Axis and Allies Variants


Axis and Allies appears to be a popular game judging by the variants that have appeared for it. It also boasts a good few web sites, close but not as many as ASL. The game is however considered biased to the Allies unless certain optional rules are used. It is odd that a declared unbalanced game should attract this level of interest, the big box and plastic bits may explain some of this. I cannot comment on game play as my sole live game ended in about 5 minutes at the MBG club due to poor Axis play and my usual cavalier attitude to the rules, it makes a pleasant solo outing. Despite the balance problem (and its some problem) Axis and Allies is played in tournaments in the States using bidding to balance play. Looking at the $ and £ price of the game it is a lot cheaper (£15 or so cheaper) over there making it a better buy for the bits to the colonial boys.


I do have the World at War variant that deserves a few words and Central Powers that demands a warning. It is an air box, I got burnt. The rules are a list of new unit functions and the set up is almost the same as WW2 including the same players in the same places. I was stunned, what could I do? I had to write my own WW1 rules but what with this and that never got around to testing them. As usual with this sort of fringe thing I can send off copies for 50p. The counters are rather good if less than relevant, too many ships. Anyone wanting a go a WW1 with Axis and Allies is advised to spend £10 or so on some plastic cavalry and metal 1/300th tanks, artillery and machine guns and sort out some rules. I trawled the web and found 1939 and 1941 variants plus a Fortress America tie in for the true plastic head. Naturally I have not gone so far as to try them but they do exist. It would also not be too hard to invent WW3 or Tomorrow the World variants. I have not seen any though. Another approach is to use the new "plastic pieces" Risk, draw some sea zones, make up a few ships and have it away in the late 19th. I looked up Risk on the net; it does not boast the variants that Axis does but I note that some sad souls play it by e-mail. Continuing to divert even further from the subject there is rather a good Shogun expansion that uses random event cards to add some realism. Its on the net but I have downloaded it and converted it to Word file (event data pasted into text boxes that can be cut out as cards) if anyone fancies a bash.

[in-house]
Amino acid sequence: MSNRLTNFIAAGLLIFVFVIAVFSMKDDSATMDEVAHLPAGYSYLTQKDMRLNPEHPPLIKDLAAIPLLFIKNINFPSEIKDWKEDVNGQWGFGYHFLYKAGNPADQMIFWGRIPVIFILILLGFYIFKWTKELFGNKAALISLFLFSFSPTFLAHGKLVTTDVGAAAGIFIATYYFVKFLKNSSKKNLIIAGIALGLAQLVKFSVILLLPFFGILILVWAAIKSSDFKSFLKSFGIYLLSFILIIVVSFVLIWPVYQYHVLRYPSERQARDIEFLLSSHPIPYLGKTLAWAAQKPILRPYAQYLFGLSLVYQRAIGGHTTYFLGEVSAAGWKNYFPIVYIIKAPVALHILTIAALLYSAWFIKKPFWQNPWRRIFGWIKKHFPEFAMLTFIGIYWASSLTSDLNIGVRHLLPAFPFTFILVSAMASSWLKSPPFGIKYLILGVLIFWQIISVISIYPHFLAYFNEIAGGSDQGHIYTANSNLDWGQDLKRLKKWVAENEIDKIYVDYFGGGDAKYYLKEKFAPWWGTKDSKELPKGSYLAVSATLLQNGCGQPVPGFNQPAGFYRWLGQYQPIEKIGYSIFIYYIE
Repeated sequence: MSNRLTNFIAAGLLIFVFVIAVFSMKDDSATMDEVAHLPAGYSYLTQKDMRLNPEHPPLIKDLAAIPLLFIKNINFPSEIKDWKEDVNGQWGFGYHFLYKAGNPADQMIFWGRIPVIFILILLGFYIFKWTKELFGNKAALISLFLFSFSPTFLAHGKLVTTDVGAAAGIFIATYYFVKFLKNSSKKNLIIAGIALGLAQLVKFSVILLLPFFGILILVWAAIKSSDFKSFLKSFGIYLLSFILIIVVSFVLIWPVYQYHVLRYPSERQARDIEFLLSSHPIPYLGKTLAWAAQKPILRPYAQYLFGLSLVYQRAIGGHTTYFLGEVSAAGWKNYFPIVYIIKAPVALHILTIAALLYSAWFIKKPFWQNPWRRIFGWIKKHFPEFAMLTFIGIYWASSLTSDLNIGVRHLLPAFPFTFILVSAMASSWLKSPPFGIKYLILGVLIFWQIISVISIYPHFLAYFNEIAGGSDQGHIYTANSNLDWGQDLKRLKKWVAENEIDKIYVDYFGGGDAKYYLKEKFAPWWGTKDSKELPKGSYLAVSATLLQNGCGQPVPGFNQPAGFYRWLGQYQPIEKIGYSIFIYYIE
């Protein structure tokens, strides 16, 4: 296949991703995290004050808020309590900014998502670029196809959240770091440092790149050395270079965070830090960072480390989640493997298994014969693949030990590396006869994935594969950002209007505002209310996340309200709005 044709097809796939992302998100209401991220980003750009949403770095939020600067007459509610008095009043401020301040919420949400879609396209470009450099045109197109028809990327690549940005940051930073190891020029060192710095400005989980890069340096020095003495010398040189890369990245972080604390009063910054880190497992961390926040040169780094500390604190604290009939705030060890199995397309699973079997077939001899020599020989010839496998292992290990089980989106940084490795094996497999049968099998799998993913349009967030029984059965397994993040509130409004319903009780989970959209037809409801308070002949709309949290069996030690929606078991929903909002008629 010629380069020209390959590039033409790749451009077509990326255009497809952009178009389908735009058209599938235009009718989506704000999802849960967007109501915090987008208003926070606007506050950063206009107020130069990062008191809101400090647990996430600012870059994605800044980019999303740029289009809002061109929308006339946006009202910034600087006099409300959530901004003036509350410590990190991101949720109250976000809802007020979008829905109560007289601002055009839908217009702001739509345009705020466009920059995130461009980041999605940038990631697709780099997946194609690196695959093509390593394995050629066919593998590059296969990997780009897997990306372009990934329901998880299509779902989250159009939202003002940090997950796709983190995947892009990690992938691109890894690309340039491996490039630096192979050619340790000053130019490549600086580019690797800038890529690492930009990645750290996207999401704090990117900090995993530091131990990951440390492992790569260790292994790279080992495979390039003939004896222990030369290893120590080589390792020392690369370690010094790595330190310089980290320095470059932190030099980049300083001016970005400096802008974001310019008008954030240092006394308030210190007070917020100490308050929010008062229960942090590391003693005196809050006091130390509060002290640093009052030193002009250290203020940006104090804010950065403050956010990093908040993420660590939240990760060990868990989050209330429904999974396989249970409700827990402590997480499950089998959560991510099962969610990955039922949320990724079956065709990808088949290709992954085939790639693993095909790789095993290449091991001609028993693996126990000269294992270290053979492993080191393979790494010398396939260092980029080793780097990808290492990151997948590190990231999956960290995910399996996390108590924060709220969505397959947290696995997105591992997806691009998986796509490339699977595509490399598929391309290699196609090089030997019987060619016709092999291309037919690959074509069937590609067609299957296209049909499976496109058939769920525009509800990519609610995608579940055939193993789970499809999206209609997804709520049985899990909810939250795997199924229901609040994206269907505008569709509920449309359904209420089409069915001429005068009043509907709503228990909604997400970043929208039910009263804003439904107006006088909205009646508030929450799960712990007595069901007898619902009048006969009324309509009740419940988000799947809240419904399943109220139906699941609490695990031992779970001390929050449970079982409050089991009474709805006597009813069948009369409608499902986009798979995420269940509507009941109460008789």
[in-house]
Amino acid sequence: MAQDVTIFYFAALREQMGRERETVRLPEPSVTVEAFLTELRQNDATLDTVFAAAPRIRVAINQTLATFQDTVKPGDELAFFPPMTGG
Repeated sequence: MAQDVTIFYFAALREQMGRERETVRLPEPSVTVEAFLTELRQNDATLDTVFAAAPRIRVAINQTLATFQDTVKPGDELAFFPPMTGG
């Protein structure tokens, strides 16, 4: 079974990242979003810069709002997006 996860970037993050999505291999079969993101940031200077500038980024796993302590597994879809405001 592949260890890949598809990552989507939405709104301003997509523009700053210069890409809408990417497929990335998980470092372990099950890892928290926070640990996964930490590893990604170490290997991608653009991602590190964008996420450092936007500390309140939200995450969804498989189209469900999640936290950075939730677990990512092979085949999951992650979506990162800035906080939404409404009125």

I bought Axis and Allies as an antidote after some heavy World in Flames gaming. My aim was and still is to find some way of playing WW2 throughout the planet in a few hours. I sold my copy of Buck Rogers (TSR) so unfortunately cannot play WW2 through several nearby planets, shame. Naturally Axis and Allies as sold will not do either. Toying with the various expansion rules is some attempt to do that. Even these variants leave some problems but given time they can be overcome.


World at War (Xeno),

playings 4